King of the Dead by Joseph Nassise
(Jeremiah Hunt #2)
Tor (Nov 2012)
Hardback, 352 pages
Urban Fantasy

King of the Dead by Joseph Nassise picks up where Eyes to See left off, with Jeremiah, Dmitri and Denise on the run from the FBI and wanted for serial murder.

Wrongly accused of being serial killer The Reaper from book one, Jeremiah and his friends flee across America in a desperate attempt to outrun the FBI taskforce that has proclaimed Hunt as their number one most wanted. Lying low in motel rooms and nondescript locations has served them well so far, until Denise demands that they abandon their isolated lifestyle in favour of the big city.

This is the city of New Orleans, which has come to her in a supernatural vision being ravaged by flames. After seeing ‘New Orleans’ written on the window when she awakes from the vision, Denise knows she cannot ignore it and is prepared to go ahead with or without Dmitri and Jeremiah. Refusing to abandon her, the trio embark on their journey to discover the true meaning behind the vision.

Upon reaching New Orleans they are greeted by Simon Gallagher, and old friend of Denise and Dmitri’s who seems to have had a past relationship with Denise. This stirs up some jealousy in Hunt, who seems to be falling for Denise despite little plot development in this area. Simon informs them of a mystery pandemic that is sweeping the state, seeming to only affect gifted individuals. The victims show no symptoms and are physically healthy, but are in a comatose stupor of silence and immobility.

With the pandemic victims increasing by the day, there is a limited amount of time for Hunt and the others to get to the bottom of what’s causing the mystery illness, whilst still trying to evade police detection. Tensions are running high, and when the source of the illness is revealed there’s a race against time to prevent the problem worsening, with the threat to Hunt and his friends becoming worse than deadly.

This return to the world of Jeremiah Hunt and his ghost sight wasn’t as exciting as the first novel, and I was disappointed that the series hadn’t improved upon the first instalment. As a character, Hunt wasn’t really developed any more and I had expected at least a little bit of growth after the conclusion of book one. He also seems to have developed a growing love for Denise, which I didn’t feel had been detailed enough and seemed too instantaneous for my liking.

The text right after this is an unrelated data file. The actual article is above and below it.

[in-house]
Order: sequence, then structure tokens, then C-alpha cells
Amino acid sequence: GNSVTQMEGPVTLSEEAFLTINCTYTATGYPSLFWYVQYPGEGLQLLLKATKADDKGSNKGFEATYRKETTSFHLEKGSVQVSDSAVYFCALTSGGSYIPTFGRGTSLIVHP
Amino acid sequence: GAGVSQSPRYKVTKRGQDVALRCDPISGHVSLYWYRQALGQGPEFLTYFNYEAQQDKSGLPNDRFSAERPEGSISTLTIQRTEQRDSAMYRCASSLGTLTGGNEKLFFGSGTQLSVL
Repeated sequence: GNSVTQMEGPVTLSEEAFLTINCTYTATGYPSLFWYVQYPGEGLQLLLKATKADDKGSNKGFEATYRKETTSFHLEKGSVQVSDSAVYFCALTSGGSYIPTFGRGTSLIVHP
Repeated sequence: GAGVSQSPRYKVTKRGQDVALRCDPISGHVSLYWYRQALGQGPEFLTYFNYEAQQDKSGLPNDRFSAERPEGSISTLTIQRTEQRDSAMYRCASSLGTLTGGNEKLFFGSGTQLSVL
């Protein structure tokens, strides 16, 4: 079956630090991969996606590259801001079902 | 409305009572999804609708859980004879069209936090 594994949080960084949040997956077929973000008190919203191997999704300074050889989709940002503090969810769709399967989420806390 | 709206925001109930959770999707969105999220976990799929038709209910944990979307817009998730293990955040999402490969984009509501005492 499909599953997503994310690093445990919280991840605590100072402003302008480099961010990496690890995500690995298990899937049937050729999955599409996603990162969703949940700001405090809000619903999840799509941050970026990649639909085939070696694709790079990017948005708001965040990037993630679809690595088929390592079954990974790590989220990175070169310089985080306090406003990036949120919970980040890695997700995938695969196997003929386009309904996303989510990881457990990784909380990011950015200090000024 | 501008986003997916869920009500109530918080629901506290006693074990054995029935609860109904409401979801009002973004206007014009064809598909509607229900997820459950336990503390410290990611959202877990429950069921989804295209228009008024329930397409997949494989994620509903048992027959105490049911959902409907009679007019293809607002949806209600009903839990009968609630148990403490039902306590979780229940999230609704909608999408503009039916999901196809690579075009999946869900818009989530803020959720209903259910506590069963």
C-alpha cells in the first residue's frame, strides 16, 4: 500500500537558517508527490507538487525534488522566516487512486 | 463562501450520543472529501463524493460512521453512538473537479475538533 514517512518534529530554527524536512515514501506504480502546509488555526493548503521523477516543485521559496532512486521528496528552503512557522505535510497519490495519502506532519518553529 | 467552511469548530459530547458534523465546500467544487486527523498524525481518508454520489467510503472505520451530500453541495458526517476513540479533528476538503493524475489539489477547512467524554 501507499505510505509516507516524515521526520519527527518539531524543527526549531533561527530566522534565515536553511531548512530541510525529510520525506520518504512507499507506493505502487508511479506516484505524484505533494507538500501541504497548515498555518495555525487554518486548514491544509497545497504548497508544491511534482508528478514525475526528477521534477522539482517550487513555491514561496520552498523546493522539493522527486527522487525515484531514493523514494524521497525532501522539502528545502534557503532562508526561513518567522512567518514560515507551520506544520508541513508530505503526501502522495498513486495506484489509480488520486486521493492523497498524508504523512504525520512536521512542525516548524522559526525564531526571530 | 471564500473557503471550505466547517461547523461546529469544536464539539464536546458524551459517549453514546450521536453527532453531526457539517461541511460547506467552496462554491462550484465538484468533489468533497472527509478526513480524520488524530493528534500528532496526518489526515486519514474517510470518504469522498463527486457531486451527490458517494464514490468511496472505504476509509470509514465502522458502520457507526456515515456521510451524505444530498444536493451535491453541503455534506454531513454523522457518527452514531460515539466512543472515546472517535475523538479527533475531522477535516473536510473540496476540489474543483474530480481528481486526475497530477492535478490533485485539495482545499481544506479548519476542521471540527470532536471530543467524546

I enjoyed the multiple perspectives in the novel, as we primarily get Jeremiah’s viewpoint with his first person narrative, giving us an insight into his complex emotions, but we are also given the views of Denise and FBI agent Robertson. Denise’s perspective offers a better interpretation of her own supernatural powers, as well as her own feelings towards Hunt. Robertson’s perspective was also interesting as we are always aware of the FBI investigation and how close they are to discovering the trio, adding a bit of extra suspense. However, despite this I would have loved to read something from Dmitri’s character, as he hardly undergoes any development even though he is ever-present.

In terms of the plot, I thought that it was built up nicely at the beginning but then began to lose intrigue. This was because it begins with the seemingly explainable plotline of the pandemic, and then declines by introducing a variety of new supernatural concepts. I liked the initial supernatural instances, but then when even more beings were introduced towards the end I felt that this was a step too far and that the author had tried to incorporate too many creations and imposed an overload. Hopefully the third novel in the series will be better than this one, as book one created a solid foundation for good plotlines and I think this second edition just missed the mark.


This second book in the Jeremiah Hunt series lacked some of the spark of the first book, as I didn’t feel that Hunt really progressed as a character. There was very little information offered on the other main cast members, and the plot lines went from feasible supernatural to downright bizarre by the end. I wasn’t as impressed with this second instalment and hope the series offers something new in book three.


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  1. Eyes to See
  2. King of the Dead



A book-loving student, currently studying English at university, whose favourite genres vary from crime to paranormal to romance! Slightly obsessed about books, will extensively spend time making sure no spines or pages are creased before purchasing.


Spaz April 23, 2013 at 12:33 am

I completely agree that this book missed its mark. It felt a bit disjointed to me. The FBI agent’s scenes had NO real bearing on the plot and was just something to get in Hunt’s way. No character development to speak of and you’re absolutely right that Hunt’s “love” for Denise didn’t develop in the way real emotions do. I also have issue with Nassise’s writing, specifically the way he likes to end chapters with a “little did we know…” hook. It feels gimmicky and amateurish to me. Having said all that, I’ll give through the third book to decide if Nassise can hook me or not. He fumbled the ball with King of the Dead, but I want to see if he can recover the ball and run it in for the touchdown.


Rebecca April 29, 2013 at 7:40 am

Yes, I understand what you mean about Nassise’s writing style as it doesn’t always add to the story, especially when the ‘little did we knows’ are answered straight away in the next chapter. I’ll also pick up book three to see if it gets better, and am hoping for an improvement to form.


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